Jokotade Shonibare is a woman of faith and action. Founder of a women’s ministry, Sister to Sister, and a licensed marriage and family therapist, she has always been motivated by the desire to help people.
Ten years ago, Shonibare was considering going back to school but wasn’t fully committed to it. “I had a master’s in counseling psychology and was already practicing, and many of my colleagues were discouraging me.”
However, she had been in touch with friends and family in Nigeria, where she is from, who were voicing concern about the rise of alcohol abuse. Like in many countries, people often gather in the evenings and drink together, and for some, it was becoming more than just a social ritual.
“I began to think that I could help eventually go back home and use what I’ve learned to start a formal program for addressing this problem,” she says. “This is what prompted me.”
Meanwhile, Shonibare received a postcard in the mail introducing the new Master of Professional Studies in Addictions Counseling program and realized this was the perfect fit.
“(Going back to school) is worth putting in my energy and sacrificing the time.”
Answering the Call
Shonibare’s strong Christian faith has always played a role in her career goals. While she obtained an undergraduate degree in business administration, the social sciences kept calling to her. “Back home at that time, studying sociology and psychology weren’t recognized as options. They didn’t seem like viable career paths.”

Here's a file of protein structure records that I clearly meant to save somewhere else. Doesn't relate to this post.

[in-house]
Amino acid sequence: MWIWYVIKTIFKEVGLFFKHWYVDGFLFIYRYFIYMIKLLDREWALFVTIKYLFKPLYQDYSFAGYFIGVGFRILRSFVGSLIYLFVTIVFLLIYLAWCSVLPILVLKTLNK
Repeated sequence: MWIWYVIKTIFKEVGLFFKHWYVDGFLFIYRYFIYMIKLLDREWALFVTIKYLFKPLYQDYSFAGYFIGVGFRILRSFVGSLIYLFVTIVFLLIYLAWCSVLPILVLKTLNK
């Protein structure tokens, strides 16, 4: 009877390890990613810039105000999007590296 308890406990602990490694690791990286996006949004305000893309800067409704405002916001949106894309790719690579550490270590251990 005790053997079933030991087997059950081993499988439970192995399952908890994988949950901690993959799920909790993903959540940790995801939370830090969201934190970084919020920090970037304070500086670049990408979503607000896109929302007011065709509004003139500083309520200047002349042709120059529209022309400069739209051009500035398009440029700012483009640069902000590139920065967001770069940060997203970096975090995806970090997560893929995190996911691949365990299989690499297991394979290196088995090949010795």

“I have to have a greater purpose, not just do something for selfish means.”
Today, she works full-time at CIGNA as a case manager specialist and manages a light caseload at her private practice to ensure she has enough time to go to classes and complete her assignments. She is finishing her coursework this fall and will start an internship at NuWay in the spring.
Shonibare has not only made the transition from business to mental health, she inspires women all over the world through her ministry work. “I have to have a greater purpose, not just do something for selfish means. I don’t do things unless there is a cause behind it.”
Part of her larger plan after she graduates is to partner with churches in Nigeria to create awareness about substance abuse. “The desire is there to address it,” she says. But without established resources and support, it can be difficult to tackle. “Structure is needed.”
The ADDC program will give her the tools to develop a prevention and treatment program, as well as instruct personnel on how to implement it, even if she isn’t physically present. She plans to assess “what’s on the ground” first, and see where the greatest need lies.
With her formal education and training and experience motivating people to action, Shonibare will be well prepared to mobilize her connections and engage the community. “I want to see what we can put together.”
Advice for Future Students
“You’ve got to understand yourself, know how you work. Understand your capacity and capabilities. It’s not a race; this is a choice. If you choose to do this, do it well.”